Most of the items in book are very good, a few are great and well worth the price of the book and the time it takes to read it, but some have to be taken with a grain of salt. They probably make sense if you come from the background of working on the Java API team, as the author does, but wouldn’t make much sense on any of the projects I have worked on. The problem is that all are presented as universal truths and only through experience can you tell which truly are and which can be ignored.

    I also feel that some of the items need to be tempered with just plain practical usefulness. I know that programming a certain way makes the code bullet proof from certain errors by not compiling if those errors are introduced, but if the code is quite a bit harder to understand and those errors are rare, is it really worth it? Also, some of the items are written as if everything you are writing is being published and supported publicly. If code and interfaces are just being used between two teams within the company, or even just on a single team, some of the logic used to describe why items are important don’t make as much sense. Again, I just feel that these are something that make complete sense if you are writing on the API team, but not necessarily in every other case.

    My final small complaint is that the author tends to be a bit wordy on some of the items, fully explaining out every nuance of the wrong way to do it, which tends to create noise in some explanations that are pretty heavy anyway.

    Overall, I would recommend the book, it has already made my programming better. An additional note is that I did not find any errors in the code examples or even the formatting, something that I find rare in programming books.

  9. J. Maines
    October 29th, 2010 at 12:56 | #9

    Rating

    This book is loaded with best practices for the seasoned Java programmer. Every Java developer should keep this book in their book bag. This book provides advice on many Java pitfalls that are often overlooked. The book has been updated with recommendations on many of the new features included in Java 5 & 6 that are particularly useful.

  10. J. D. Salazar
    October 29th, 2010 at 14:30 | #10

    Rating

    As a C++ developer, I always found the Effective C++ series invaluable. When I started developing in Java, I hoped for similar quality in this book and was not disappointed. This books if full of useful tips for developing in Java and also provides as a decent introduction to java.util.collections and java.util.concurrent.

  11. Charles Beckett
    October 30th, 2010 at 17:41 | #11

    Rating

    If you write Java for a living Bloch’s Effective Java could be your most useful purchase. The book assumes you know the language basics but that you want to make your code more effective: error free, easy to maintain. Block lays out 78 best practice in usage of the language. His style is lucid and direct with great examples. You can start in sequentially or skip around as it suits you – either way you’ll wind up improving your code.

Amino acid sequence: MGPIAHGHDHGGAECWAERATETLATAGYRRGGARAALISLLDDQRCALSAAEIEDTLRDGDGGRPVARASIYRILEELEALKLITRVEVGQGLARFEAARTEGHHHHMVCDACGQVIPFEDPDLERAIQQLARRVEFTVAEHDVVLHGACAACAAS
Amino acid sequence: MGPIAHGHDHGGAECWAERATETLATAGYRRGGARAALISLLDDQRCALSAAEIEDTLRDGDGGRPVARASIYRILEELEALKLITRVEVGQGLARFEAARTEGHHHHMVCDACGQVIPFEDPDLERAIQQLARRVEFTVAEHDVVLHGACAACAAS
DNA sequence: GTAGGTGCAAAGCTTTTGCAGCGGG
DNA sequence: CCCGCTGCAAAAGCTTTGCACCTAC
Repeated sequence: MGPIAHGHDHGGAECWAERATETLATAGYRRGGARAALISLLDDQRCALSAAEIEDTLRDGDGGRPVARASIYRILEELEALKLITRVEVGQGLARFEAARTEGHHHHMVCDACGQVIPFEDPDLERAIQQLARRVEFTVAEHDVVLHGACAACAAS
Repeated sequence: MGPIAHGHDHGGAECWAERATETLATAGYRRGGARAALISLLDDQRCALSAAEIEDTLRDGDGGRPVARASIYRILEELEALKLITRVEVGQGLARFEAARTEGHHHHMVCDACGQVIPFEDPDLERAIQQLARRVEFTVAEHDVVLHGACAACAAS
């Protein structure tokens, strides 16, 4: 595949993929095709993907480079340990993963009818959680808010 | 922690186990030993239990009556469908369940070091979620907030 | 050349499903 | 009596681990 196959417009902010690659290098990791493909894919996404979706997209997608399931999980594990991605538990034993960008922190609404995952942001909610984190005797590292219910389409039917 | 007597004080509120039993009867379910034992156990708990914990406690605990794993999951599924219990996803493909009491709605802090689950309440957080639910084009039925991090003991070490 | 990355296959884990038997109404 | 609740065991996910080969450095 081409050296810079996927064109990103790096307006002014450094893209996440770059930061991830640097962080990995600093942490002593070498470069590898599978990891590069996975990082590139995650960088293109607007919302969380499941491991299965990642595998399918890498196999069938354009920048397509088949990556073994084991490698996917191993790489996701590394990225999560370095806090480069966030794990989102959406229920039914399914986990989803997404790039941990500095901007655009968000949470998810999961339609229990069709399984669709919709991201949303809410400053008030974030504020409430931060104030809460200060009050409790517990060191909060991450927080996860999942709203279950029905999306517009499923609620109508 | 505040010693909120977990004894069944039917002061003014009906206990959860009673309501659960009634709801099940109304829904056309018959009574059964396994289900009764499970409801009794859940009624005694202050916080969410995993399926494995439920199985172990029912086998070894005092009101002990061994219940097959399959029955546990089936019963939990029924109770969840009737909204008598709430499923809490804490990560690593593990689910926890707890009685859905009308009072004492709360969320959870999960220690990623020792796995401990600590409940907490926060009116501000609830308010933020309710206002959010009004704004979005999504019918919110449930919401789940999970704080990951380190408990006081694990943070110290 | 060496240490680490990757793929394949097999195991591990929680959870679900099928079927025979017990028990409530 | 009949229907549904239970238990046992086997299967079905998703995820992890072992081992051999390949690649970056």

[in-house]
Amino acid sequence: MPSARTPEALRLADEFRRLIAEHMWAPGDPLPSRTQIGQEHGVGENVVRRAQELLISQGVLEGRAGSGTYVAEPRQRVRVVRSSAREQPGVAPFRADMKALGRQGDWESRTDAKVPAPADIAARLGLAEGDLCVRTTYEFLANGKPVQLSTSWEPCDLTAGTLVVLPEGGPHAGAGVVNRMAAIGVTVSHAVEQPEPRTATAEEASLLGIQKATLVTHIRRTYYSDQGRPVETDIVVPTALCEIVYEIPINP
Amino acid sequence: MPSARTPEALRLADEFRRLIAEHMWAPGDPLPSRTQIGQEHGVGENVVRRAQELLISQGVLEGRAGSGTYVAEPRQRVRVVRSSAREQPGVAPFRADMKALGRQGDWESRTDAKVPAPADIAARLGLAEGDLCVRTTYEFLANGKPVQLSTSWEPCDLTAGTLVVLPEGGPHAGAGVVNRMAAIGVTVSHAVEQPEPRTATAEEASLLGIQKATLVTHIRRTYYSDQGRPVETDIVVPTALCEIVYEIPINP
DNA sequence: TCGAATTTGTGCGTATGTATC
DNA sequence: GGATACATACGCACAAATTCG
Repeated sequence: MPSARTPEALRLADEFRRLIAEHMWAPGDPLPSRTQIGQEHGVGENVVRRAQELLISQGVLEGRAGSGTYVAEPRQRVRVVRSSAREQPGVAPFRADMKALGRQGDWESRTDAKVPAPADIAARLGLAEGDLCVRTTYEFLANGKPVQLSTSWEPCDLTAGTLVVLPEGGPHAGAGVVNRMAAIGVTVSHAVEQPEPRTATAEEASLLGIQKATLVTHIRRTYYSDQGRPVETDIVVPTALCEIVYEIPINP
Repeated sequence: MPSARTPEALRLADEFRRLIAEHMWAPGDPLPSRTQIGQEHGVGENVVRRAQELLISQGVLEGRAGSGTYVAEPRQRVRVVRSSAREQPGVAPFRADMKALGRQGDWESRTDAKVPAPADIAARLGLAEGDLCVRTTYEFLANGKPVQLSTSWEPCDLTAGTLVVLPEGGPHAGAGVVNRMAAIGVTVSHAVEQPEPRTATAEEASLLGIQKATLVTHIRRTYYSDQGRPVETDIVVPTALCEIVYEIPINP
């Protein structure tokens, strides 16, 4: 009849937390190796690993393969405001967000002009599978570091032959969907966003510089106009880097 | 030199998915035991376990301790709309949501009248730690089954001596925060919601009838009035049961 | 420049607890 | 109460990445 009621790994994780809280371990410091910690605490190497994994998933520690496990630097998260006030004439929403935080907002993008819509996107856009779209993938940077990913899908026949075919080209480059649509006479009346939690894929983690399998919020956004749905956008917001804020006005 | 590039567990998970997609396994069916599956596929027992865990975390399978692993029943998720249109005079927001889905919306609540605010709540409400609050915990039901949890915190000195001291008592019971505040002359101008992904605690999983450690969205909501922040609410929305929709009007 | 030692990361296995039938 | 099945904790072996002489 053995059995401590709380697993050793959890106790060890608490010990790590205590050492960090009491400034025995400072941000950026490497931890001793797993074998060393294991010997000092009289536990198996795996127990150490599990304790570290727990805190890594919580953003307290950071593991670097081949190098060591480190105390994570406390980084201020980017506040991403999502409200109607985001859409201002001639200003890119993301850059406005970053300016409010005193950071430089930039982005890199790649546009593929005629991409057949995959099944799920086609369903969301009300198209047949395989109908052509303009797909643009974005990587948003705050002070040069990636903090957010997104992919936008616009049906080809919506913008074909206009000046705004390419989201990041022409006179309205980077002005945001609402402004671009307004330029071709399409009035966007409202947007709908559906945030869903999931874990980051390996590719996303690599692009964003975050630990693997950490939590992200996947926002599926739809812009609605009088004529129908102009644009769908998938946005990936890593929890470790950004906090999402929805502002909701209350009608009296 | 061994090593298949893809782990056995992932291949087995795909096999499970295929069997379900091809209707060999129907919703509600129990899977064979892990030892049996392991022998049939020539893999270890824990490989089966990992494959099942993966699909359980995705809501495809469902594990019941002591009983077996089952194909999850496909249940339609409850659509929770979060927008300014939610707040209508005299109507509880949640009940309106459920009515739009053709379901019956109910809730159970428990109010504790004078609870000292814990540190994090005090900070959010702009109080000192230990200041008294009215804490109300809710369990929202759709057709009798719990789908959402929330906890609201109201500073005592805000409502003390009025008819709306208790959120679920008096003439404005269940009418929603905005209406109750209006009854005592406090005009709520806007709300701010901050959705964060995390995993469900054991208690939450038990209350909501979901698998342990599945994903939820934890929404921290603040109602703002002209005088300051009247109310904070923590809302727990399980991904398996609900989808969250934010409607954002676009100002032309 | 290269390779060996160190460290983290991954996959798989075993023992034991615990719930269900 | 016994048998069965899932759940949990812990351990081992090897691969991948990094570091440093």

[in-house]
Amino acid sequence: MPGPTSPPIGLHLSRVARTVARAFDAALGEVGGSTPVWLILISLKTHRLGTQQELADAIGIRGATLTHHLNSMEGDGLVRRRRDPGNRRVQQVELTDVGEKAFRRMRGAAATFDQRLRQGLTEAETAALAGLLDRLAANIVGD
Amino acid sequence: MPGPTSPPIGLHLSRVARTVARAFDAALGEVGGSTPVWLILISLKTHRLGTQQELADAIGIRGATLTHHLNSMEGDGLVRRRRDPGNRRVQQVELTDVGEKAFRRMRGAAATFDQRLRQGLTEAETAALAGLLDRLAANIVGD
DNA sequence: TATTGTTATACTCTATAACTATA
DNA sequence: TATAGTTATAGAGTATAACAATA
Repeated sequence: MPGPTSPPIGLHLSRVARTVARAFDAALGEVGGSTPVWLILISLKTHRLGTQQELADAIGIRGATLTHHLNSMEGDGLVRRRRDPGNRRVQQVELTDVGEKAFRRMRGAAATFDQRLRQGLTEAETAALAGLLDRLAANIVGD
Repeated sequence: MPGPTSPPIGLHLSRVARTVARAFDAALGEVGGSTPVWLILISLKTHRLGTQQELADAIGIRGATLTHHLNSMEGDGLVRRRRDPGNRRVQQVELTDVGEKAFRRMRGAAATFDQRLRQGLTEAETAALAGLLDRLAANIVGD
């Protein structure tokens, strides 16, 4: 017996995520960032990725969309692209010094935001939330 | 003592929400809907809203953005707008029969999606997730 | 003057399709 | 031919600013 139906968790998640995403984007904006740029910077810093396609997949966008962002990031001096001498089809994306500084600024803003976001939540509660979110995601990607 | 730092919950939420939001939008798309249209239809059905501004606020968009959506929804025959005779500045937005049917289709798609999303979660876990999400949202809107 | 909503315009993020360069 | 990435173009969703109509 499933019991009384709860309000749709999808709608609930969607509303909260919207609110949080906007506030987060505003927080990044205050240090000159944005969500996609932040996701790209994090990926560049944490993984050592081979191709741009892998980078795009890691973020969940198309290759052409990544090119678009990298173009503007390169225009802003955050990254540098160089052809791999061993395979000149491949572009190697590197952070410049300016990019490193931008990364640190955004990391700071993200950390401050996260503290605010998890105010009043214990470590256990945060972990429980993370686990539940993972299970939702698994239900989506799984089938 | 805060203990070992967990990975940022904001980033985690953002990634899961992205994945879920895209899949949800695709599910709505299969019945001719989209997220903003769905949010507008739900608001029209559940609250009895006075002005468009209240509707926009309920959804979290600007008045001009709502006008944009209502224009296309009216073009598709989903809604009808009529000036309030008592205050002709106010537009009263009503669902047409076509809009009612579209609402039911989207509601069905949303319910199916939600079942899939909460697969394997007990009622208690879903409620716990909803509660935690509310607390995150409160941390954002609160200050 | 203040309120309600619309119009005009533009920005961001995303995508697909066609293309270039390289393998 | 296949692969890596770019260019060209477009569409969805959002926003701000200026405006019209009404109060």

If you want an introduction or to study for certification look elsewhere. If you’re a professional and want to produce more professional work buy this book.

  12. Jeanne Boyarsky
    October 31st, 2010 at 10:26 | #12

    Rating

    The second edition of “Effective Java” is almost like a completely different book from the first. There were new chapters addressing Java 5 topics such as generics, enums and autoboxing. Existing patterns were rewritten for Java 5/6 – both conceptually and for the code examples. For example, overloading now address varargs. The number of items grew from 57 to 78 as well and the author removed the old ones that are obsolete.

    As a reference, chapter one provided a table to quickly find items on Java 5. The appendix provided a cross mapping to find items from the first edition in this copy.

    For those new to “Effective Java”, it is meant for intermediate to advanced Java developers. It provides best practices, recipes and idioms for working with Java. The author is good about listing both advantages and disadvantages to choose when to apply a tip.

    When thinking about my favorite chapter, I have trouble picking just one. I’m torn between the concurrency and enum chapters. The book goes beyond the common “use enums over constants” and goes into things like EnumBitSets.

    I learned a lot reading the first edition of this book and learned just as much reading the second. If you have the first edition, but this one anyway. And if you haven’t read the first edition, get your hands on the latest copy!

  13. Michael Ernest
    October 31st, 2010 at 21:21 | #13

    Rating

    Please see my review of the first edition for my general response. My opinion hasn’t changed with the second, so I’ll focus on what’s new in this review.